This word, “embodiment,” gets tossed around a good bit—but what does it really mean? And why all the fuss?
We often experience our “minds” and our “bodies” as separate and distinct from one another, but they certainly are not. World-renowned neuroscientist, Candace Pert, described the mind as being “in every cell of the body.” In therapeutic circles, “embodiment” generally refers to the degree to which our “minds” and “bodies” are consciously united at any given time.
Embodiment can also be thought of as the dynamic process of cultivating conscious awareness through the here-and-now experience of being bodies.
Maybe this sounds lofty, so let’s jump right into an example of a person moving from less embodiment to increased embodiment, including the positive effects of doing so:
While emptying the dishwasher on Saturday, your is mind deeply involved with a stressful situation at work. So far, your Saturday is not serving to restore or rejuvenate you as expected!
In a moment of mindfulness, you realize your mind is far way. You notice that your head feels cramped, your movements are a bit stiff, and your breath is held. You realize you’ve been thinking about this work situation since you woke up. You take a moment to feel your body. As soon as you tune in to your sensation, a deep breath breathes you and your jaw releases.
As you exhale, you feel a more expanded sense of your felt experience. As you feel your sensations and allow them to move you, a little undulation moves through your neck and spine and then transforms into a gentle bounce. This little bounce continues for a while until it naturally ends in an open, spacious stillness.
Your gaze has relaxed. Your spine is long and you sense space between your vertebrae and into your cranium. Your tailbone rests in a neutral position. This has all taken just a couple of minutes. You resume your task of emptying the dishwasher, staying tuned in to your sensations. Your consciousness rests in the present moment and your movements become fluid as your continue your task.
The “work” of this household chore has transformed into nourishing self-care of body, mind, and spirit. Your cells are bathed in oxygen as you breathe deeply; your joints and muscles are lubricated by natural movements that produce a sense of deep and subtle connectivity from your head to your toes. As you feel your body in this way, you feel capable, supple, and whole. A thought comes that you will handle the “stressful” situation (it doesn’t feel so stressful now) at work as best as you can come Monday. You trust that will be enough.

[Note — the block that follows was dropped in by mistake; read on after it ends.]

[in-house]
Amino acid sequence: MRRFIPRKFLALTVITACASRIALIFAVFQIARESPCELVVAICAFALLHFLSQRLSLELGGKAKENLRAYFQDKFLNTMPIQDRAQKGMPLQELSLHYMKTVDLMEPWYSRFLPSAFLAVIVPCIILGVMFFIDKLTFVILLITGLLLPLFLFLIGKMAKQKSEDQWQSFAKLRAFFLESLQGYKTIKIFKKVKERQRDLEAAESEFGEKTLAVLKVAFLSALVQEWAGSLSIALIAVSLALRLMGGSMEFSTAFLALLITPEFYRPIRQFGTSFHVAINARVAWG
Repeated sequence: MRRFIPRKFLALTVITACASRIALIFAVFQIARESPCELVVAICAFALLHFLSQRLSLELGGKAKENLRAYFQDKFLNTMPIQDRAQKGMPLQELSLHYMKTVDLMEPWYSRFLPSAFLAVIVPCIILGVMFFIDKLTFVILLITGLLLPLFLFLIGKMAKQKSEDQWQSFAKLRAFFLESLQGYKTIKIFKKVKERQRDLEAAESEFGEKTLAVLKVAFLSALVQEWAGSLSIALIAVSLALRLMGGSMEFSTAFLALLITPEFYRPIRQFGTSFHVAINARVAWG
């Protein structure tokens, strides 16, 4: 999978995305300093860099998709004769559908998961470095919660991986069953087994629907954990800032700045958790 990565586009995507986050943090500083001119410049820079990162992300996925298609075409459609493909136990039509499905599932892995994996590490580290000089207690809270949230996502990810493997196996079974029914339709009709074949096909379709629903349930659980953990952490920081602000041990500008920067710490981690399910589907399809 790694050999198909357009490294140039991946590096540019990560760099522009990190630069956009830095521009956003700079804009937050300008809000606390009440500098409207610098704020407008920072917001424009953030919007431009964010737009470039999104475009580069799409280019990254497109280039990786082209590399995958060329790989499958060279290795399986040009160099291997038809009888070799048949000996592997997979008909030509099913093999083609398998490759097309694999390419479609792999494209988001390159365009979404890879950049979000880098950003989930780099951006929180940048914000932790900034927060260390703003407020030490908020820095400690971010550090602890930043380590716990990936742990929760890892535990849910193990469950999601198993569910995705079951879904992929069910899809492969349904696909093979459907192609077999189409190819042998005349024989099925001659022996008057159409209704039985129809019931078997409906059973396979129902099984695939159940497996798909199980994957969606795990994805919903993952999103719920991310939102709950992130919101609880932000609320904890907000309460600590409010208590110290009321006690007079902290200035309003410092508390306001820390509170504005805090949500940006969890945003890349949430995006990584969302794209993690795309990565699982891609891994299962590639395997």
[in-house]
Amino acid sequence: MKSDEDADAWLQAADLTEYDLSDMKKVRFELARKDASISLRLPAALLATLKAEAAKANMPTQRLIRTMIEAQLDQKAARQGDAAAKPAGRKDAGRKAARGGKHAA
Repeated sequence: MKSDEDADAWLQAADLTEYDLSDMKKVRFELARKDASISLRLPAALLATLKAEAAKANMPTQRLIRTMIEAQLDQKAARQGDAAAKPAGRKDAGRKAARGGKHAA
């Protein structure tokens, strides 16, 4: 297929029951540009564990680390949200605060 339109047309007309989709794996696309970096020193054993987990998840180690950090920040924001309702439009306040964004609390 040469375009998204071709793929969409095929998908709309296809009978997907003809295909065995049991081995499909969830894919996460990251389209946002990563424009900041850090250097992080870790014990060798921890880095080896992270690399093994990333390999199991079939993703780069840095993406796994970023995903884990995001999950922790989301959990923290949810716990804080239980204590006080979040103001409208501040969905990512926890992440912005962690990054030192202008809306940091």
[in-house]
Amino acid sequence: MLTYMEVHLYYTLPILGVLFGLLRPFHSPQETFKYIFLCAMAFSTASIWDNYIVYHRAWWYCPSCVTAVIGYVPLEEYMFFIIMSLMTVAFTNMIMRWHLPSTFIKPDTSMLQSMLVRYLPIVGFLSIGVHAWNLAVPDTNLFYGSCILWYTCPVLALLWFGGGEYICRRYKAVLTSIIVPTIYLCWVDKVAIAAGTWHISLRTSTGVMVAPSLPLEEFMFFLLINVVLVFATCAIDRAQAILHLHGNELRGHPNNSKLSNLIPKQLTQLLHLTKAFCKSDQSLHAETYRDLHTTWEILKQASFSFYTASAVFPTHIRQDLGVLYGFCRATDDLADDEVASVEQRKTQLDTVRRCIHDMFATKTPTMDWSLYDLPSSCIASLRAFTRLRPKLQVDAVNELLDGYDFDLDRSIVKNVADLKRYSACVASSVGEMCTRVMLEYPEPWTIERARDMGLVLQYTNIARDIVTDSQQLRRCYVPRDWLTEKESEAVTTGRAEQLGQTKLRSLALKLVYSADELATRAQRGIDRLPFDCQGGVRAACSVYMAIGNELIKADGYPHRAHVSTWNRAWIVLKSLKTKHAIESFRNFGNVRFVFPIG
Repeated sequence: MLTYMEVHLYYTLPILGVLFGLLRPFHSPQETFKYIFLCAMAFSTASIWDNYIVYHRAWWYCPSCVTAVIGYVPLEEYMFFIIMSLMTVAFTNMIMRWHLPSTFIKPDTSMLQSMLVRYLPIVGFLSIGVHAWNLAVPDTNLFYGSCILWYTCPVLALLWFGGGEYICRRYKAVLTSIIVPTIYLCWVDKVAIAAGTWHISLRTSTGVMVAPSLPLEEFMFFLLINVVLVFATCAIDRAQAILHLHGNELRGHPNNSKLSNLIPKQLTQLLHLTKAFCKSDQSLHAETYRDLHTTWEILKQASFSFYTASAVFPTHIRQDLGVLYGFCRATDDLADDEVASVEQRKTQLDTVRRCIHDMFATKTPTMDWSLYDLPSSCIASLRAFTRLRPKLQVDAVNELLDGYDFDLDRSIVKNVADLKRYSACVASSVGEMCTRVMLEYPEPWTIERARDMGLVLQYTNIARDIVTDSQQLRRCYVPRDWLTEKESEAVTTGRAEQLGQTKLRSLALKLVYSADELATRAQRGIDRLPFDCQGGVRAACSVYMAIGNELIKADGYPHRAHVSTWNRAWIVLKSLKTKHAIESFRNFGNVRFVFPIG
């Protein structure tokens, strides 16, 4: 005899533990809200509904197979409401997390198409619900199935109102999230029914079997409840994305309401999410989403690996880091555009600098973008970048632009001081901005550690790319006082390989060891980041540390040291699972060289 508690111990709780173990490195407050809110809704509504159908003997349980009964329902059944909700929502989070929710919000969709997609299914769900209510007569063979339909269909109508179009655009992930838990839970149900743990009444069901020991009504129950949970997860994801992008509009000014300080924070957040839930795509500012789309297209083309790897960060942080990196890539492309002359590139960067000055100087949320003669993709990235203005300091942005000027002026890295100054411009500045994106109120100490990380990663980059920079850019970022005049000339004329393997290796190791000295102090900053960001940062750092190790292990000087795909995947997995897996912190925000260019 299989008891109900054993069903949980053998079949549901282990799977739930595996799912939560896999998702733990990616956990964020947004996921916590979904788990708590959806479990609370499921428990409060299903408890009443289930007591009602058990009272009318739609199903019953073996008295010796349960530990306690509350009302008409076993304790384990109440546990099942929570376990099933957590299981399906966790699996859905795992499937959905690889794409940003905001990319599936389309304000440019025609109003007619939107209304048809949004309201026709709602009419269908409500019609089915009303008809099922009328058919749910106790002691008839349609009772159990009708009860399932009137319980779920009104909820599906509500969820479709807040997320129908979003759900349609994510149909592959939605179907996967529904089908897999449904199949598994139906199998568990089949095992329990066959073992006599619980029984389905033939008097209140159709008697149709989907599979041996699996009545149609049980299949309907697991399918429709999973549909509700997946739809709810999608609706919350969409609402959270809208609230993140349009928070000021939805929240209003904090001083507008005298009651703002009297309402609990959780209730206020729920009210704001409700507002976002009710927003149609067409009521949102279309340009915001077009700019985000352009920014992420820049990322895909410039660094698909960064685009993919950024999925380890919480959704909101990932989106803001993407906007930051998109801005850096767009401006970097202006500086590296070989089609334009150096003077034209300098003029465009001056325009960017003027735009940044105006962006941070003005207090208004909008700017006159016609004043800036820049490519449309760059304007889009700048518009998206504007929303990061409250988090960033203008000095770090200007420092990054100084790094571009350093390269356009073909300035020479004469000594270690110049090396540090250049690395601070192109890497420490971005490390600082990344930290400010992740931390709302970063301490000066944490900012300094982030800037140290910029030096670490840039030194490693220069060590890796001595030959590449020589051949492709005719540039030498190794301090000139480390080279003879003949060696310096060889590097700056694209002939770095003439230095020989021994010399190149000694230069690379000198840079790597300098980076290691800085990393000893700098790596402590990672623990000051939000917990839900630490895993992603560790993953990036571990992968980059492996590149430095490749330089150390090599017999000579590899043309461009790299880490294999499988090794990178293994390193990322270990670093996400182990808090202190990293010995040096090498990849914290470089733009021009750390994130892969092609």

Hopefully, you can see from this example why all the fuss about embodiment. This simple, gentle practice can have a profound effect on a person’s quality of life. Practiced regularly, it can minimize the need for expensive therapies of all kinds. Embodiment practice is both an efficient and thorough form of self-care: something very valuable in a fast-paced, over-stimulating world.
If you want to get started, here’s a basic guide:
- Bring your awareness to your present-moment, felt experience;
- Start to notice the sensations in all parts of your body—deep to surface, head to toe, front to back;
- Let go of holding and straining – in the jaw, forehead, eyes, lungs, spine;
- Invite release of mental clinging to what feels “proper,” “right,” or “civilized”;
- Let your breathing be full and natural: no holding or controlling it. Let go of your jaw (again);
- As you let your attention rest with sensations as they arise, allow those sensations and the flow of energy inside you to move you and even move sound through you;
- Let your body move as it wishes. Your thinking mind can loosen the reins and let the intelligence of your animal body emerge;
- Movements and sounds may be microscopic or subtle, or they may propel you through space;
- Allow this process to continue as long as you like.
Enjoy this deeply nourishing practice!
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